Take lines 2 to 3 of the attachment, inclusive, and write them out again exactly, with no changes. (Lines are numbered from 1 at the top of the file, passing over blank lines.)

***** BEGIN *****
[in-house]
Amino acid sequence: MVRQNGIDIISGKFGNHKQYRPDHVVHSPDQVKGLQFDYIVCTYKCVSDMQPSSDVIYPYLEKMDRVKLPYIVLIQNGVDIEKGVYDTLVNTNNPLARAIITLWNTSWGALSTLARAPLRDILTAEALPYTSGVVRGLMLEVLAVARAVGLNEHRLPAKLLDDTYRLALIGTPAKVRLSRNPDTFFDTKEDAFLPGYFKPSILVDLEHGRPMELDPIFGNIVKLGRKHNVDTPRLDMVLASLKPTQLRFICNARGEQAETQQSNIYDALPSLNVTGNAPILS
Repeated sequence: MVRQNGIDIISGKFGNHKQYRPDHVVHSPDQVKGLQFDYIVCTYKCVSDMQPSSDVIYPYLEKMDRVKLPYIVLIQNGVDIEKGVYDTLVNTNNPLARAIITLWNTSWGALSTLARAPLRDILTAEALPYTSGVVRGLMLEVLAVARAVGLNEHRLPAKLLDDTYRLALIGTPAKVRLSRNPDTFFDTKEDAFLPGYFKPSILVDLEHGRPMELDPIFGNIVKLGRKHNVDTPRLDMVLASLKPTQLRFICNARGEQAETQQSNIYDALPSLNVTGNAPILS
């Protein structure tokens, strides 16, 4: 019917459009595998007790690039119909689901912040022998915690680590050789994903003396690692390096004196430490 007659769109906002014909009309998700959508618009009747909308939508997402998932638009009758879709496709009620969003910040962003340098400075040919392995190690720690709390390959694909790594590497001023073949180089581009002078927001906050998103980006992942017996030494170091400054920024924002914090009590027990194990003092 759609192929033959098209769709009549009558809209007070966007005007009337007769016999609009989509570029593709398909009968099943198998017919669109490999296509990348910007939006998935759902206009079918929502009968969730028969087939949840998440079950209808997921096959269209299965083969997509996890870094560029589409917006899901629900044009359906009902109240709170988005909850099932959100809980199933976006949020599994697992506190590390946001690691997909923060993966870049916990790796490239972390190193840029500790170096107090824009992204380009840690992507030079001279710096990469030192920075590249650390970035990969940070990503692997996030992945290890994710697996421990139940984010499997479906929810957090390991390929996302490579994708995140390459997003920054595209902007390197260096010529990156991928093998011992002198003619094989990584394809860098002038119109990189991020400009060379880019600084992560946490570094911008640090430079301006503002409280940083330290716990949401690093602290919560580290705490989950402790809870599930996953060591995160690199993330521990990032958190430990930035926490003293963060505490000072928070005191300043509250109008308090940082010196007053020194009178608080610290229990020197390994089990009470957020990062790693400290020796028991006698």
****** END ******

Amino acid sequence: MVRQNGIDIISGKFGNHKQYRPDHVVHSPDQVKGLQFDYIVCTYKCVSDMQPSSDVIYPYLEKMDRVKLPYIVLIQNGVDIEKGVYDTLVNTNNPLARAIITLWNTSWGALSTLARAPLRDILTAEALPYTSGVVRGLMLEVLAVARAVGLNEHRLPAKLLDDTYRLALIGTPAKVRLSRNPDTFFDTKEDAFLPGYFKPSILVDLEHGRPMELDPIFGNIVKLGRKHNVDTPRLDMVLASLKPTQLRFICNARGEQAETQQSNIYDALPSLNVTGNAPILS
Repeated sequence: MVRQNGIDIISGKFGNHKQYRPDHVVHSPDQVKGLQFDYIVCTYKCVSDMQPSSDVIYPYLEKMDRVKLPYIVLIQNGVDIEKGVYDTLVNTNNPLARAIITLWNTSWGALSTLARAPLRDILTAEALPYTSGVVRGLMLEVLAVARAVGLNEHRLPAKLLDDTYRLALIGTPAKVRLSRNPDTFFDTKEDAFLPGYFKPSILVDLEHGRPMELDPIFGNIVKLGRKHNVDTPRLDMVLASLKPTQLRFICNARGEQAETQQSNIYDALPSLNVTGNAPILS